As for the People’s Front’s part in this story, many noticed in July, somewhat surprised and startled, how liberal the association’s draft electoral program was. While I cannot but agree that the document will be reviewed, it nevertheless shows that Putin’s political machine is ready to provide Medvedev’s gradual liberalisation with the necessary legislative power. It just fits into the picture, plus, this way, the liberalisation would be the tandem’s project, not only Medvedev’s – another tool to soothe the disgruntled members of the elite. 
One very important thing is missing from the program, though: the popular election of governors. As I have blogged earlier, this might be introduced only after the tandem has made sure that the ruling party can retain influence in the regions, or if they find a compromise between the present system and the elections. But definitely not before this year’s Duma elections. This is where Right Cause comes into the picture. Surprisingly liberal as the Popular Front’s program might be, it cannot voice ideas of radical change. On the other hand, an impudent opposition party, as the government intends to present Right Cause, can, and afterwards, the party in power or the President can take on some ideas, make them seem more moderate but equally forward-looking, and present them to voters. Just what I think Medvedev will do with gubernatorial elections. 
All the other fuss with Right Cause’s billboards having been removed and with the personnel policies of the party are, I’m pretty sure, acts of diversion. As AGT’s very interesting analysis about the recent stories surrounding Right Cause suggests, the billboard frenzy might have been an attempt to present Right Cause as a radical opposition party, while the mass exodus in Kamchatka might have been a warning to Prokhorov to know his place. Which, at the end, will not lead to either the rise or the fall of Right Cause, but will keep it a cogwheel in Russia’s new power machinery, and nothing more. I have already touched upon this topic earlier, arguing that the sheer nomination of Prokhorov as party chairman (as opposed to Kudrin, Shuvalov or Dvorkovich) showed how the Kremlin did not want Right Cause to build up a relevant political pole.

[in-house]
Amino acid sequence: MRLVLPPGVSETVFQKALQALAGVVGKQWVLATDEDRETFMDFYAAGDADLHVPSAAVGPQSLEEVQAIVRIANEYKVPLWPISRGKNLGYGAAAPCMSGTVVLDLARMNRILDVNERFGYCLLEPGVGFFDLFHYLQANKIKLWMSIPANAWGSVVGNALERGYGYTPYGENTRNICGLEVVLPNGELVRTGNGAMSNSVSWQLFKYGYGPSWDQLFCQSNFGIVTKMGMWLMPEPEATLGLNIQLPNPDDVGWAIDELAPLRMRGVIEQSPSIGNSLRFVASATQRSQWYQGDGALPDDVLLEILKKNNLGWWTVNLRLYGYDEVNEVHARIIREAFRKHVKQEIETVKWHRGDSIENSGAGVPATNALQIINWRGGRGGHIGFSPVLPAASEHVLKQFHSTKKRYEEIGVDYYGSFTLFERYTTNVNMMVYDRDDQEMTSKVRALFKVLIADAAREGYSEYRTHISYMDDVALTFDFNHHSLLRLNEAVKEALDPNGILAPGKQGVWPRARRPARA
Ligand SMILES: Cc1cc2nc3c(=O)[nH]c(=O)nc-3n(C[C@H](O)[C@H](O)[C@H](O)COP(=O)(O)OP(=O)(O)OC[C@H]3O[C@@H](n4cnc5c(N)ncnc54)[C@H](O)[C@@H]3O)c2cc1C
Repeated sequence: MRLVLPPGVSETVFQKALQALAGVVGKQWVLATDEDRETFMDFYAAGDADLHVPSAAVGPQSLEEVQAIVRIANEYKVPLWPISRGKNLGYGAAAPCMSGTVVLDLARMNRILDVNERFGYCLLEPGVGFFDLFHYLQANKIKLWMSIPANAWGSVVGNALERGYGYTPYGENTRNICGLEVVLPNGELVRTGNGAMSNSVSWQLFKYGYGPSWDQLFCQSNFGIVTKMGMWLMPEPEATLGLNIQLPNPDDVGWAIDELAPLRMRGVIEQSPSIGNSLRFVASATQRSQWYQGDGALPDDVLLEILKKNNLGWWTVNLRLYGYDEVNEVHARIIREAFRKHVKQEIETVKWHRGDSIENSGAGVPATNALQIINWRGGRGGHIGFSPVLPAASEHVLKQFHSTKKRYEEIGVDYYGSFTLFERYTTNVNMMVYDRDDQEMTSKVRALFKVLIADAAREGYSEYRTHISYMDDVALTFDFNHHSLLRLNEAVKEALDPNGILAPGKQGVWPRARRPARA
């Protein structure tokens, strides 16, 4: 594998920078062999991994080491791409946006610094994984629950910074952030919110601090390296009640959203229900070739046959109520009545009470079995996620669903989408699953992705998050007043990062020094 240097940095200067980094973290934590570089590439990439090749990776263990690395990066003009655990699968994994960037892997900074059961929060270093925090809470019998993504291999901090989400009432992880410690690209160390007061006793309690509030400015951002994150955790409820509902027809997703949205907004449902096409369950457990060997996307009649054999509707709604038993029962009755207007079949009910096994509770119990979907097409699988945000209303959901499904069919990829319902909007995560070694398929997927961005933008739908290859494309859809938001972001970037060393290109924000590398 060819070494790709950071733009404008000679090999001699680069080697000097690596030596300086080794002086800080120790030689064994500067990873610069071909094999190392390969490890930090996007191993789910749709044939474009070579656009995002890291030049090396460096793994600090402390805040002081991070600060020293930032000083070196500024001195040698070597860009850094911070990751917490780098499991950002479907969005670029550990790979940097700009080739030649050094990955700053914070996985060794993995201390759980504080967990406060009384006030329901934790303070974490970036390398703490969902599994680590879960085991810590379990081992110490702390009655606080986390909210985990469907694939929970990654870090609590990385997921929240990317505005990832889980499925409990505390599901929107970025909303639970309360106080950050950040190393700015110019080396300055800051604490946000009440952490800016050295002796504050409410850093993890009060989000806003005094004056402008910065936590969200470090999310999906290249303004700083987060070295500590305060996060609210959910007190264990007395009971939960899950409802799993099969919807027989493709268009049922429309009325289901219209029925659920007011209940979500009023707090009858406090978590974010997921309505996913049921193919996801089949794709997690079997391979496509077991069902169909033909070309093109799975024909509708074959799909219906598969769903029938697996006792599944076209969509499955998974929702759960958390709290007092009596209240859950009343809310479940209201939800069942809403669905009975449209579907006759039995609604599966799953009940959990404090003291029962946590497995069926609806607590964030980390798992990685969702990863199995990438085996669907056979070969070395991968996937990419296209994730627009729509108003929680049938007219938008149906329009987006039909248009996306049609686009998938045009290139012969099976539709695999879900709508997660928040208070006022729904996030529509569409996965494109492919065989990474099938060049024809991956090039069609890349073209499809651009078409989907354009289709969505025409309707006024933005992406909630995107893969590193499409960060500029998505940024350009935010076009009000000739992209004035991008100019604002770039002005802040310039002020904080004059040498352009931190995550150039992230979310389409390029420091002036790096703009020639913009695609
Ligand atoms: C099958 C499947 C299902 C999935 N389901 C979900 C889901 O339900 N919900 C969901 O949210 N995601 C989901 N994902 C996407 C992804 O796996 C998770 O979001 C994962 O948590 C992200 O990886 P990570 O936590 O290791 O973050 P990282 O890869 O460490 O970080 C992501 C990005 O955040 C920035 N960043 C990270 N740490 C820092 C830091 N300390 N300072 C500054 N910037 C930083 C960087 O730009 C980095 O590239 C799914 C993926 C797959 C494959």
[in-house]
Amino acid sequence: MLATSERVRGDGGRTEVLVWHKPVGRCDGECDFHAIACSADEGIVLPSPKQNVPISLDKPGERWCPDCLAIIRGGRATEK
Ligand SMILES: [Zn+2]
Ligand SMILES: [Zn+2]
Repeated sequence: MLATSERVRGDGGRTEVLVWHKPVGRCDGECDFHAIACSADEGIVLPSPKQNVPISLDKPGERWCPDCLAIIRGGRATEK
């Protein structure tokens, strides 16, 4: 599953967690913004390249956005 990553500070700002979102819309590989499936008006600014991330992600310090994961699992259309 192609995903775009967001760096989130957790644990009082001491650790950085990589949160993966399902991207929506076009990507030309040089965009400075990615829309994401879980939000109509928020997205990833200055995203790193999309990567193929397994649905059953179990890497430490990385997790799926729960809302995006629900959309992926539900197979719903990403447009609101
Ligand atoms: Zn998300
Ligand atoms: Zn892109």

And one more thing, to support my arguments. While I know history never repeats itself, there are just disturbingly too many similarities between Right Cause and another party from roughly a term ago. These include: 1.) an over-ambitious party chairman who vows several times to become the main rival of United Russia by the next elections; 2.) suspicious talks with the incumbent President about who knows what, always followed by some practical proof of the Kremlin’s manual control; 3.) party leader chosen by the ruling elite with the open purpose of altering the course of the party; 4.) party ideology carefully fine-tuned to absorb a group of voters not attracted to United Russia; 5.) well-known public figures on the party’s list; 6.) troubles with the party personnel, with electoral material, especially in Yekaterinburg; 7.) the one and only Yevgeny Roizman, as one of the party’s faces. 
Yes, the other party’s name is A Just Russia. Now please if anyone could tell me what degree of independence and popularity they achieved in four year’s time. We should perhaps ask Sergei Mironov, who was recently removed from the chair of the Federation Council as easily as a pawn from a chessboard. 
Despite all the changes in the last four years, I doubt Prokhorov will get to be promoted to a knight.